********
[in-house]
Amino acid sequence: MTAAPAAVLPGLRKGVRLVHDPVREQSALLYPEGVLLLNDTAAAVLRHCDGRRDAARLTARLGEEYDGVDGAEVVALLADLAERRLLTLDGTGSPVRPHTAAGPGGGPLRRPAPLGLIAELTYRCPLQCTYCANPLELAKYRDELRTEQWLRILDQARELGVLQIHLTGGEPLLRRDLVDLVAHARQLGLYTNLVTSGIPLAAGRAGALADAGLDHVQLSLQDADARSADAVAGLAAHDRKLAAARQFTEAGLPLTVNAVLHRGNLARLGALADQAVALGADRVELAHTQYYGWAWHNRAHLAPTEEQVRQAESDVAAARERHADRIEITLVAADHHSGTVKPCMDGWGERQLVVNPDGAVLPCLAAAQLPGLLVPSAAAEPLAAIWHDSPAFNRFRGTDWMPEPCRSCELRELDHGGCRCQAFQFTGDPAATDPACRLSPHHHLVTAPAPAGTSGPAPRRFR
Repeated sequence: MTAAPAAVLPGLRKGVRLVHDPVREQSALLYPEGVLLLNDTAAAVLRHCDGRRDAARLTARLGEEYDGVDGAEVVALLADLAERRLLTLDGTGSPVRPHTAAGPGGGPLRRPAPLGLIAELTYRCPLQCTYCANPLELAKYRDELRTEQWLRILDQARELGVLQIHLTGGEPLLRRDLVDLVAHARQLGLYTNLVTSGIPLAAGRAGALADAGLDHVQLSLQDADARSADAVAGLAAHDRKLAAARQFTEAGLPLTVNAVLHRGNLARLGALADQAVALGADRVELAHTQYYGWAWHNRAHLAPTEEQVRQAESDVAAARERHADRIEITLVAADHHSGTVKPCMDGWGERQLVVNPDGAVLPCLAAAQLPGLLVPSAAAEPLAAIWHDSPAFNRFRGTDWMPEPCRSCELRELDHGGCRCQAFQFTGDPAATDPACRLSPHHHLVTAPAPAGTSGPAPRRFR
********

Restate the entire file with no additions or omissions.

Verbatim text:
[in-house]
Amino acid sequence: MTAAPAAVLPGLRKGVRLVHDPVREQSALLYPEGVLLLNDTAAAVLRHCDGRRDAARLTARLGEEYDGVDGAEVVALLADLAERRLLTLDGTGSPVRPHTAAGPGGGPLRRPAPLGLIAELTYRCPLQCTYCANPLELAKYRDELRTEQWLRILDQARELGVLQIHLTGGEPLLRRDLVDLVAHARQLGLYTNLVTSGIPLAAGRAGALADAGLDHVQLSLQDADARSADAVAGLAAHDRKLAAARQFTEAGLPLTVNAVLHRGNLARLGALADQAVALGADRVELAHTQYYGWAWHNRAHLAPTEEQVRQAESDVAAARERHADRIEITLVAADHHSGTVKPCMDGWGERQLVVNPDGAVLPCLAAAQLPGLLVPSAAAEPLAAIWHDSPAFNRFRGTDWMPEPCRSCELRELDHGGCRCQAFQFTGDPAATDPACRLSPHHHLVTAPAPAGTSGPAPRRFR
Repeated sequence: MTAAPAAVLPGLRKGVRLVHDPVREQSALLYPEGVLLLNDTAAAVLRHCDGRRDAARLTARLGEEYDGVDGAEVVALLADLAERRLLTLDGTGSPVRPHTAAGPGGGPLRRPAPLGLIAELTYRCPLQCTYCANPLELAKYRDELRTEQWLRILDQARELGVLQIHLTGGEPLLRRDLVDLVAHARQLGLYTNLVTSGIPLAAGRAGALADAGLDHVQLSLQDADARSADAVAGLAAHDRKLAAARQFTEAGLPLTVNAVLHRGNLARLGALADQAVALGADRVELAHTQYYGWAWHNRAHLAPTEEQVRQAESDVAAARERHADRIEITLVAADHHSGTVKPCMDGWGERQLVVNPDGAVLPCLAAAQLPGLLVPSAAAEPLAAIWHDSPAFNRFRGTDWMPEPCRSCELRELDHGGCRCQAFQFTGDPAATDPACRLSPHHHLVTAPAPAGTSGPAPRRFR